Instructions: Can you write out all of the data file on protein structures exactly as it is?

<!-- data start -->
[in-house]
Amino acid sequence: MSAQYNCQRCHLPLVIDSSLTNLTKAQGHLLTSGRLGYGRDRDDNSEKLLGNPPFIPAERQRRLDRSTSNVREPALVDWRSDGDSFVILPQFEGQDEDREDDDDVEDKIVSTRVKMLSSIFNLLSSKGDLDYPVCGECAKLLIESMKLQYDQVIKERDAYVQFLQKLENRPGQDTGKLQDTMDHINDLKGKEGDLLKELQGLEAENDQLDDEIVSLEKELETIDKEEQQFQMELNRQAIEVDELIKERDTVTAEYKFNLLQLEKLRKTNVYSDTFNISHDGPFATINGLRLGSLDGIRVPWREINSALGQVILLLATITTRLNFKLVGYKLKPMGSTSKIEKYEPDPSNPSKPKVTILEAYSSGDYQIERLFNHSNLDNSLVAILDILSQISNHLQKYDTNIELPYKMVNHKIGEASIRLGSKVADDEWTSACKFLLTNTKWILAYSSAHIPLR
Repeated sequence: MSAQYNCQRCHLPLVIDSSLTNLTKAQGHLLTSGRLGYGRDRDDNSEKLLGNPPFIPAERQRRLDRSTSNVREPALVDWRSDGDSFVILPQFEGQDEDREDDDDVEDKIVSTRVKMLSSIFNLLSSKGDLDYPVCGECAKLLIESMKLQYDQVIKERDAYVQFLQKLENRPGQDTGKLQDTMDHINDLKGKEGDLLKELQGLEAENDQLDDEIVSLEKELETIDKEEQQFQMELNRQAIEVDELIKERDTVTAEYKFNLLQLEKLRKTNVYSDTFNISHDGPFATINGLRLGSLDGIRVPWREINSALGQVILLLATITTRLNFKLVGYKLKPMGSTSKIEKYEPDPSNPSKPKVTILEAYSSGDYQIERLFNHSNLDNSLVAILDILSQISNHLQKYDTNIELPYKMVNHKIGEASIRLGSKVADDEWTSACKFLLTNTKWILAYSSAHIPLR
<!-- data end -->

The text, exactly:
[in-house]
Amino acid sequence: MSAQYNCQRCHLPLVIDSSLTNLTKAQGHLLTSGRLGYGRDRDDNSEKLLGNPPFIPAERQRRLDRSTSNVREPALVDWRSDGDSFVILPQFEGQDEDREDDDDVEDKIVSTRVKMLSSIFNLLSSKGDLDYPVCGECAKLLIESMKLQYDQVIKERDAYVQFLQKLENRPGQDTGKLQDTMDHINDLKGKEGDLLKELQGLEAENDQLDDEIVSLEKELETIDKEEQQFQMELNRQAIEVDELIKERDTVTAEYKFNLLQLEKLRKTNVYSDTFNISHDGPFATINGLRLGSLDGIRVPWREINSALGQVILLLATITTRLNFKLVGYKLKPMGSTSKIEKYEPDPSNPSKPKVTILEAYSSGDYQIERLFNHSNLDNSLVAILDILSQISNHLQKYDTNIELPYKMVNHKIGEASIRLGSKVADDEWTSACKFLLTNTKWILAYSSAHIPLR
Repeated sequence: MSAQYNCQRCHLPLVIDSSLTNLTKAQGHLLTSGRLGYGRDRDDNSEKLLGNPPFIPAERQRRLDRSTSNVREPALVDWRSDGDSFVILPQFEGQDEDREDDDDVEDKIVSTRVKMLSSIFNLLSSKGDLDYPVCGECAKLLIESMKLQYDQVIKERDAYVQFLQKLENRPGQDTGKLQDTMDHINDLKGKEGDLLKELQGLEAENDQLDDEIVSLEKELETIDKEEQQFQMELNRQAIEVDELIKERDTVTAEYKFNLLQLEKLRKTNVYSDTFNISHDGPFATINGLRLGSLDGIRVPWREINSALGQVILLLATITTRLNFKLVGYKLKPMGSTSKIEKYEPDPSNPSKPKVTILEAYSSGDYQIERLFNHSNLDNSLVAILDILSQISNHLQKYDTNIELPYKMVNHKIGEASIRLGSKVADDEWTSACKFLLTNTKWILAYSSAHIPLR